4. Activate the "Accessibility" options.
  5. NOTE: If you have a sufficient internet connection as described above, you could simply tell Siri "Show Accessibility Settings" to skip all the above steps.

  6. Activate the "VoiceOver" options.
  7. Activate the "Rotor" options.
  8. Use the Select gesture to add the Headings, Links, and Static Text options to the rotor. As you select each one, VoiceOver will say the word, "Selected."
  9. Press the Home button twice to go to the App Switcher.
  10. Switch back to Safari. The VoiceOverEasy home page should still be displayed.

6.5: Moving around Web Pages with the Rotor.

Finding Headings.

Let's take a look at the headings on the VoiceOverEasy.net home page to see how it is organized.

  1. Start by using one of the techniques we've already discussed to move to the top of the page and make the "RSS" link the Current Element.
  2. Dial the Rotor to the "Headings" function. If you wait for a second after VoiceOver announces the current rotor function, it will tell you how many instances of that element are on the current web page. It will also do this for all other web element navigation functions, except for static text.
  3. Use the Move Forward gesture. VoiceOver reads the first heading it finds, and makes it the current Element. In this case VoiceOver reads the page title, "Welcome to VoiceOverEasy.net Home page, " and then says, "Heading Level 1."
  4. Use the Move Forward gesture again. VoiceOver says, "SECTION 1: Introduction," followed by, "Heading Level 2."
  5. If you wanted to start reading this section, you could use the Next Element gesture, or the Read to Bottom gesture to begin reading.

  6. For now let's skip to the next section with the Move Forward gesture. VoiceOver says, "SECTION 2: How to Use VoiceOverEasy.net," and then tells you another level 2 heading.
  7. use three more Move Forward gestures to skip down to Section 5: About the Web Master."
  8. Move Forward one more time. VoiceOver reads, "5.1: Semi-Legal Stuff," and then indicates that this is a Level 3 heading.
  9. Try the Next Element gesture and listen to the next paragraph. It's very exciting!

Finding Static Text.

Static text is text on the web page with no special formatting. It also excludesall other web elements like links, buttons, checkboxes, headings and so on. If you dial the rotor to Static Text, you can jump from paragraph to paragraph, but you'll miss the headings and links. This might be helpful on a very cluttered page, but the better way to handle this might be the Reader, which we will discuss later in this lesson.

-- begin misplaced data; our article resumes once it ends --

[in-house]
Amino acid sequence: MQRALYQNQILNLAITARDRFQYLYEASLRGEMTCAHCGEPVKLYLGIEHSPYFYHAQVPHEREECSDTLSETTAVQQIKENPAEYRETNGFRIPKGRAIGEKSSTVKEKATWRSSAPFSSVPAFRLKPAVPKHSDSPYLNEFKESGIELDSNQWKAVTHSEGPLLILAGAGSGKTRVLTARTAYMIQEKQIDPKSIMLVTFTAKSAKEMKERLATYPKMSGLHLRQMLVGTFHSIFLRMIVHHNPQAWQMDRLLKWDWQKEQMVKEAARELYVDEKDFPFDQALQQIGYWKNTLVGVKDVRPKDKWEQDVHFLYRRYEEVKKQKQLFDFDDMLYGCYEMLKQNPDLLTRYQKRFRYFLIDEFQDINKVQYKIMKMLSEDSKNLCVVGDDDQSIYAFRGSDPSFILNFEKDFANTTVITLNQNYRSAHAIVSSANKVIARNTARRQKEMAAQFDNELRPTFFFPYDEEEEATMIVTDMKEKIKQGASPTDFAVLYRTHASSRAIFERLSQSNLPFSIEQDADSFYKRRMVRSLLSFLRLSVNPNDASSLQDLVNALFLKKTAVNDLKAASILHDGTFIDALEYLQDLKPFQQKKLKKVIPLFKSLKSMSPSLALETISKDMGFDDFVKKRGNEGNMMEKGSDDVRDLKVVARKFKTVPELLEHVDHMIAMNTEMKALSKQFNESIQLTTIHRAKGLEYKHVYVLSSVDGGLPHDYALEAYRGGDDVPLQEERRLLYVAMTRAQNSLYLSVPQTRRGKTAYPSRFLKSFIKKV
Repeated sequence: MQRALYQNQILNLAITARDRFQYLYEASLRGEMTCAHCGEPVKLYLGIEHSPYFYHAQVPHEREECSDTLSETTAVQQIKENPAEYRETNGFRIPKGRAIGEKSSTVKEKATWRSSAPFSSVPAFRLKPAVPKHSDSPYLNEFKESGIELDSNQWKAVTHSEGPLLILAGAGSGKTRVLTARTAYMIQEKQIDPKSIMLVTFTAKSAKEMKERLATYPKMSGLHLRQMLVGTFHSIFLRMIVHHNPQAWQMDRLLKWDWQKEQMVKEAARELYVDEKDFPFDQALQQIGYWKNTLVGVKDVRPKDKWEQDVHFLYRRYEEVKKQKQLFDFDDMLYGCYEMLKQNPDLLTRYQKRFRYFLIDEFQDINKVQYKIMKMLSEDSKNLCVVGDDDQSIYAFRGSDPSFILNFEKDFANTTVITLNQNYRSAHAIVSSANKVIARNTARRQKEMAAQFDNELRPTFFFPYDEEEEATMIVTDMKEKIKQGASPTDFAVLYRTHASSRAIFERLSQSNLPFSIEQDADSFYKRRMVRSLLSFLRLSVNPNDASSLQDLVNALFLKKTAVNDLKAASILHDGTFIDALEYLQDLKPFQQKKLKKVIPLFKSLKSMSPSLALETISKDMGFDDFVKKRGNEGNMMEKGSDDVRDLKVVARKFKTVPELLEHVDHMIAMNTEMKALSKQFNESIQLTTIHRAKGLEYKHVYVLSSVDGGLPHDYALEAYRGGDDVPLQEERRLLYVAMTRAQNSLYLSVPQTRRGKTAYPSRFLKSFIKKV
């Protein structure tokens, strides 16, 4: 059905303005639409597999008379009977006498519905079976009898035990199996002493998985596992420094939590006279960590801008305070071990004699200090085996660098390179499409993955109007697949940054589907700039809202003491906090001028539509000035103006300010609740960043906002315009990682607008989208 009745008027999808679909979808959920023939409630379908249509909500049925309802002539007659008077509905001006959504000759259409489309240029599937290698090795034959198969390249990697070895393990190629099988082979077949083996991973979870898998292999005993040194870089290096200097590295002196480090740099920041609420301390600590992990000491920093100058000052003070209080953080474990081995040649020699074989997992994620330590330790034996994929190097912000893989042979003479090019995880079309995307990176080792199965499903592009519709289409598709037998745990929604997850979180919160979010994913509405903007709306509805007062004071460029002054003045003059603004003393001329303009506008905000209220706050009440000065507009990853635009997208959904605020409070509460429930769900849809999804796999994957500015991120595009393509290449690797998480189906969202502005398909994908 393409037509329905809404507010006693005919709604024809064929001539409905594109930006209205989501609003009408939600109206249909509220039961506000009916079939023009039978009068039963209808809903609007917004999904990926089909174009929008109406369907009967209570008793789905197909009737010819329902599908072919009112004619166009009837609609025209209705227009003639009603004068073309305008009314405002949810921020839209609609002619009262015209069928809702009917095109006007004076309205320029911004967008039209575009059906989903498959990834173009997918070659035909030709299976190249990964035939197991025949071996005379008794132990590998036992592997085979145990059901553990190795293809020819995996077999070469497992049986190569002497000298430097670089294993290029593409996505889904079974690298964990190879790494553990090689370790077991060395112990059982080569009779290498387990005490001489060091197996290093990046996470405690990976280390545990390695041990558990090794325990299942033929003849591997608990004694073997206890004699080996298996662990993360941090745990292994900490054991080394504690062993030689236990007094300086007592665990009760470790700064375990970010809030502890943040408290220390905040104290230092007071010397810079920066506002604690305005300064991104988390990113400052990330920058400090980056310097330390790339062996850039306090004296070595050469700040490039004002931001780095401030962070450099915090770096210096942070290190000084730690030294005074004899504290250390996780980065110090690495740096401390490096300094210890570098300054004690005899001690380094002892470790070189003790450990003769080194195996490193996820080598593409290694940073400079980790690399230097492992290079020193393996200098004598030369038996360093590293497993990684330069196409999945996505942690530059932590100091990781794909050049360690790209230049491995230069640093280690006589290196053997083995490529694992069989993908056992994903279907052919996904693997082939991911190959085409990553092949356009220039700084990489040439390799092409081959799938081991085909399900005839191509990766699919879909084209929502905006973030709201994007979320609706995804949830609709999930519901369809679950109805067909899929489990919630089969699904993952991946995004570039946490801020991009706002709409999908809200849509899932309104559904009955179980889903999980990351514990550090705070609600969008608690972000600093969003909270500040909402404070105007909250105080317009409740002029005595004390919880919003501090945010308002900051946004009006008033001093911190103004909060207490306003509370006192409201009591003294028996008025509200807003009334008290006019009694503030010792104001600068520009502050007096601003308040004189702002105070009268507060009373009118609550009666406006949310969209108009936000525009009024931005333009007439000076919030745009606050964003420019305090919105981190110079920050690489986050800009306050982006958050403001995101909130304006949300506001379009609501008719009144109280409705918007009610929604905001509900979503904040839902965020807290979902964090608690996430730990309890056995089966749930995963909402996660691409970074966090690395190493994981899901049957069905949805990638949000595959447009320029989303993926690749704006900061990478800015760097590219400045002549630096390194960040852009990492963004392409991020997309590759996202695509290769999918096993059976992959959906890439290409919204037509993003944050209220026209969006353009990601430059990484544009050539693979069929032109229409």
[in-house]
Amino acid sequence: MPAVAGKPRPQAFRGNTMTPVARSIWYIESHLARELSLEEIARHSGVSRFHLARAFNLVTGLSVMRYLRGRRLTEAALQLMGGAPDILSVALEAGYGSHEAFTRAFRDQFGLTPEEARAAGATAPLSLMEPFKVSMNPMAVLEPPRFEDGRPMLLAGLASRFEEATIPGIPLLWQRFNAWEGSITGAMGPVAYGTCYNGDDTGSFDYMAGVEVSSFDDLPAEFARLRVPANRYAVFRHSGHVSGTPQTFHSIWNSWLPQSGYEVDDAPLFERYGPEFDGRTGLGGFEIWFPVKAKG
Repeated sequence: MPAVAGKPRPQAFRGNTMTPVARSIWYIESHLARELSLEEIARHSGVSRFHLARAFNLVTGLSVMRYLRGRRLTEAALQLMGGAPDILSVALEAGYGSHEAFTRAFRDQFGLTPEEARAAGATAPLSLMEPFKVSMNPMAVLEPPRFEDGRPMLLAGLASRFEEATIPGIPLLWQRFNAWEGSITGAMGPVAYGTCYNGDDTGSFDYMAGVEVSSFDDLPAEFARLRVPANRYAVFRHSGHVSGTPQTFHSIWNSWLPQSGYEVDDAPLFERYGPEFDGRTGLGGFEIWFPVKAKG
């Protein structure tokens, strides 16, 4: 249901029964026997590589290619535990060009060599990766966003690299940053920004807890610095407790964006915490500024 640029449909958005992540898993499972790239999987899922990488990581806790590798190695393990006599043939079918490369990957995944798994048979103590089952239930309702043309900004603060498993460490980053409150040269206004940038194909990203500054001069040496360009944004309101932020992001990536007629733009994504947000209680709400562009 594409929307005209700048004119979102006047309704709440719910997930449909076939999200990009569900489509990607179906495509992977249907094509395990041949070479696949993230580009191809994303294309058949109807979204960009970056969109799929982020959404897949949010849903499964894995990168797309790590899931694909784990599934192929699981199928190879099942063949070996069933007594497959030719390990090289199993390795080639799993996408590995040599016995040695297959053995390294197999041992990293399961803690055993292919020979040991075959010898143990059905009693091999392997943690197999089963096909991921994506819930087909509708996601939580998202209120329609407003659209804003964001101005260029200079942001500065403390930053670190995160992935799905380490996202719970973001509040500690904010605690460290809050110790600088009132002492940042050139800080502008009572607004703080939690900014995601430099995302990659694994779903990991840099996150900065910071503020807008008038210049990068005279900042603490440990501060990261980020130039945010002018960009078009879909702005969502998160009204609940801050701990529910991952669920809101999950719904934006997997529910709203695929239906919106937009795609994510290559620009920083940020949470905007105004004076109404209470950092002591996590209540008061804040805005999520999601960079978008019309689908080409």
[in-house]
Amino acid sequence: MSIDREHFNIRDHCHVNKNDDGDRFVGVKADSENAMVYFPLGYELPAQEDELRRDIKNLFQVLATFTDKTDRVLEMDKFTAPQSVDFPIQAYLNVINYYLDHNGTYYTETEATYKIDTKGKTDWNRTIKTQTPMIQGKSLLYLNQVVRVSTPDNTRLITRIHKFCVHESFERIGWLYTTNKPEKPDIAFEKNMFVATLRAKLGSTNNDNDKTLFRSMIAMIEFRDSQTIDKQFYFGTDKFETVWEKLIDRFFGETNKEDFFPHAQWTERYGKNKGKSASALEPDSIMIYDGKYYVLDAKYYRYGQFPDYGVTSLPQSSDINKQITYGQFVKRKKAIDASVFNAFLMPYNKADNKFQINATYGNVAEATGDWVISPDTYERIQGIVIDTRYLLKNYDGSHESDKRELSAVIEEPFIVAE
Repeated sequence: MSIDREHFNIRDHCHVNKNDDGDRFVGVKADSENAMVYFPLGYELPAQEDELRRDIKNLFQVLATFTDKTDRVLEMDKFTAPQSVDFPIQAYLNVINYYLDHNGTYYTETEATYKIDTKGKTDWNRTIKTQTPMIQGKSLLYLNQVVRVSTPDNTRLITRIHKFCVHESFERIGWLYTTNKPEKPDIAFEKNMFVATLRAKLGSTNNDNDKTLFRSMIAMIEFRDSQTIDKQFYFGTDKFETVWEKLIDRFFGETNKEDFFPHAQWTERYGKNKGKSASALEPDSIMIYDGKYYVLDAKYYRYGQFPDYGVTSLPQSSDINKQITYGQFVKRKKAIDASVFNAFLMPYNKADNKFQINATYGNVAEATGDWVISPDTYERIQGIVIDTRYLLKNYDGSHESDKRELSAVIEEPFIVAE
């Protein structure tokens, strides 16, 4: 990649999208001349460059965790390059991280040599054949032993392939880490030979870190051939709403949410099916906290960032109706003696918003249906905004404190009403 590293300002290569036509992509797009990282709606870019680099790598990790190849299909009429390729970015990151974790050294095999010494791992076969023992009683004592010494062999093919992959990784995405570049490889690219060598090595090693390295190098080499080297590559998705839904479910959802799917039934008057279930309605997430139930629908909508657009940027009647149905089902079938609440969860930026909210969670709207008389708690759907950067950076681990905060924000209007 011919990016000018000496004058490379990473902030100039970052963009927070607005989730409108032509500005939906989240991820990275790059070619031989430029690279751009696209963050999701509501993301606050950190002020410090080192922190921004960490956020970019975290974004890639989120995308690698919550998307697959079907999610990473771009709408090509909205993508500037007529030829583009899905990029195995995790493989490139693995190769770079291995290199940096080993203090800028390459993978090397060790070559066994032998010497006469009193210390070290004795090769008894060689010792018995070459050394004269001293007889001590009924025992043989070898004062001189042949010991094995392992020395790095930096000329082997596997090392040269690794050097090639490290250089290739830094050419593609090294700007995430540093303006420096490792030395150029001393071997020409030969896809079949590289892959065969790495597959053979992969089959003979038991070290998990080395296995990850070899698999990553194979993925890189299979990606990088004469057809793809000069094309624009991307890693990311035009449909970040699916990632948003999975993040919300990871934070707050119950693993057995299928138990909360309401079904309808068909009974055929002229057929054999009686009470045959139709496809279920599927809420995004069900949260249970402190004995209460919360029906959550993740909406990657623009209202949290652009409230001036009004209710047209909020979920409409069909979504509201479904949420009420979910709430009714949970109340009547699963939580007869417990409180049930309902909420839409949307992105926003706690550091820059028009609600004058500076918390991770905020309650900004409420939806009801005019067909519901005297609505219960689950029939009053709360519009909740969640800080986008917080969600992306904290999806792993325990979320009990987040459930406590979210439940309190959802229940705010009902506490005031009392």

Finding Links.

Now Let's use the same process to determine what links are on the page.

  1. Dial the rotor to the Links function and wait to see how many links are on the page.
  2. Use the Move Backward gesture. VoiceOver announces, "New Jersey Foundation for the Blind, Link."
  3. Use the Move Backward gesture again. VoiceOver announces the same thing. This is not a mistake. There are two links to the New Jersey Foundation of the Blind on the page. Finding identical links on a page is fairly common.
  4. Keep doing the Move Backward gesture until you reach the "RSS" link. We know from earlier that this is the first link on the page.
  5. Use the Move Backward gesture again. You will hear the "Thunk" sound and VoiceOver will say, "Link not found."

Let's move forward through the links again. Move to the link that says, "Email the webmaster," and Use the Move Forward gesture again. VoiceOver skips to the next link. But the next link is no longer in the "Main" section. It's in the Navigation section. It's also an "in Page" link. If you activate it, you will be taken to a different spot on the page. In this case it takes you to the top of the page again.

VoiceOver has a lot to say at this point. First it says the word Navigation to tell you that you have moved to a different region on the page. Then it says the text of the link. Finally it said, "in page link," which tells you the link will take you to a different place in the same page.

If you used the Move Backwards gesture, VoiceOver will start it's announcement with the word, "Main," which indicates that you have moved back to the Main region. If you move forward through the links, you will hear all the links in the Table of Contents, but all the buttons next to each link will be skipped.

SECTION 7: The Reader.

Click here for answers.

Congratulations! You have finished the section on Surfin' 101. This is a good time for you to take a break and do something else. Just don't tell anybody what that "something else" is.

Before you go on to the next lesson, would you like to take the optional survey for this lesson?

Email the Web Master..